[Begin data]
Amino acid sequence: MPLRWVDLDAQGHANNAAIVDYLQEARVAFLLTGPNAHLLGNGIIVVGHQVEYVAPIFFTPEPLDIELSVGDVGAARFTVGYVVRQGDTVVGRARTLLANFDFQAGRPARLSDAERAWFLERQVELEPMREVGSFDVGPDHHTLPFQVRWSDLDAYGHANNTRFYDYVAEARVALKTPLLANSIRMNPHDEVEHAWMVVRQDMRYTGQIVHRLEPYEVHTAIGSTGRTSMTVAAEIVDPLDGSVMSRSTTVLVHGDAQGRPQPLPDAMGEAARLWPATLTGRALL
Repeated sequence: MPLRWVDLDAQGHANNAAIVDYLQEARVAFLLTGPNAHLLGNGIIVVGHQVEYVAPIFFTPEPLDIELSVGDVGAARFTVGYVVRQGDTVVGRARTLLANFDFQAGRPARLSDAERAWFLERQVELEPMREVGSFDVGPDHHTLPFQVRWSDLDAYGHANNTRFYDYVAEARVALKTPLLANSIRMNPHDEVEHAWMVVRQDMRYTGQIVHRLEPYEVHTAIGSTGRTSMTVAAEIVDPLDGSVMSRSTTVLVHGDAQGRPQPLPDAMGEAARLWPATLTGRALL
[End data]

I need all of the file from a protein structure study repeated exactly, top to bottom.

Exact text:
Amino acid sequence: MPLRWVDLDAQGHANNAAIVDYLQEARVAFLLTGPNAHLLGNGIIVVGHQVEYVAPIFFTPEPLDIELSVGDVGAARFTVGYVVRQGDTVVGRARTLLANFDFQAGRPARLSDAERAWFLERQVELEPMREVGSFDVGPDHHTLPFQVRWSDLDAYGHANNTRFYDYVAEARVALKTPLLANSIRMNPHDEVEHAWMVVRQDMRYTGQIVHRLEPYEVHTAIGSTGRTSMTVAAEIVDPLDGSVMSRSTTVLVHGDAQGRPQPLPDAMGEAARLWPATLTGRALL
Repeated sequence: MPLRWVDLDAQGHANNAAIVDYLQEARVAFLLTGPNAHLLGNGIIVVGHQVEYVAPIFFTPEPLDIELSVGDVGAARFTVGYVVRQGDTVVGRARTLLANFDFQAGRPARLSDAERAWFLERQVELEPMREVGSFDVGPDHHTLPFQVRWSDLDAYGHANNTRFYDYVAEARVALKTPLLANSIRMNPHDEVEHAWMVVRQDMRYTGQIVHRLEPYEVHTAIGSTGRTSMTVAAEIVDPLDGSVMSRSTTVLVHGDAQGRPQPLPDAMGEAARLWPATLTGRALL